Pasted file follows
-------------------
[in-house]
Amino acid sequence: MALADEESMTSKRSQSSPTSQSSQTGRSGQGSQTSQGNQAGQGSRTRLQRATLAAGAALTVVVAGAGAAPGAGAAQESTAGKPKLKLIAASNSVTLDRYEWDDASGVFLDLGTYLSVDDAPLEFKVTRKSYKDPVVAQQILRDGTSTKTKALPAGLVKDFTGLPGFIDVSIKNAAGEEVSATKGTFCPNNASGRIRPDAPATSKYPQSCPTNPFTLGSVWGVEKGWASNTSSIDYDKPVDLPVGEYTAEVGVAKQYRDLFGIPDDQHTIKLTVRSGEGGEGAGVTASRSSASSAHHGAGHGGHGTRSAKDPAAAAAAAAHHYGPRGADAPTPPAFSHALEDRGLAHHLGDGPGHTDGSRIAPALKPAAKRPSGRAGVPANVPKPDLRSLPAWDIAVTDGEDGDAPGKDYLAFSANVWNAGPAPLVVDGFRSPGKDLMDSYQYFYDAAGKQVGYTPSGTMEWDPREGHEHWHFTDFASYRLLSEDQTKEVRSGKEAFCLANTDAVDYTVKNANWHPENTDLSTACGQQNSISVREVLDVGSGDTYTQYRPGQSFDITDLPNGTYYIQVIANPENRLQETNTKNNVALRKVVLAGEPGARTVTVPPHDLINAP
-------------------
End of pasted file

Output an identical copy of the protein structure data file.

[in-house]
Amino acid sequence: MALADEESMTSKRSQSSPTSQSSQTGRSGQGSQTSQGNQAGQGSRTRLQRATLAAGAALTVVVAGAGAAPGAGAAQESTAGKPKLKLIAASNSVTLDRYEWDDASGVFLDLGTYLSVDDAPLEFKVTRKSYKDPVVAQQILRDGTSTKTKALPAGLVKDFTGLPGFIDVSIKNAAGEEVSATKGTFCPNNASGRIRPDAPATSKYPQSCPTNPFTLGSVWGVEKGWASNTSSIDYDKPVDLPVGEYTAEVGVAKQYRDLFGIPDDQHTIKLTVRSGEGGEGAGVTASRSSASSAHHGAGHGGHGTRSAKDPAAAAAAAAHHYGPRGADAPTPPAFSHALEDRGLAHHLGDGPGHTDGSRIAPALKPAAKRPSGRAGVPANVPKPDLRSLPAWDIAVTDGEDGDAPGKDYLAFSANVWNAGPAPLVVDGFRSPGKDLMDSYQYFYDAAGKQVGYTPSGTMEWDPREGHEHWHFTDFASYRLLSEDQTKEVRSGKEAFCLANTDAVDYTVKNANWHPENTDLSTACGQQNSISVREVLDVGSGDTYTQYRPGQSFDITDLPNGTYYIQVIANPENRLQETNTKNNVALRKVVLAGEPGARTVTVPPHDLINAP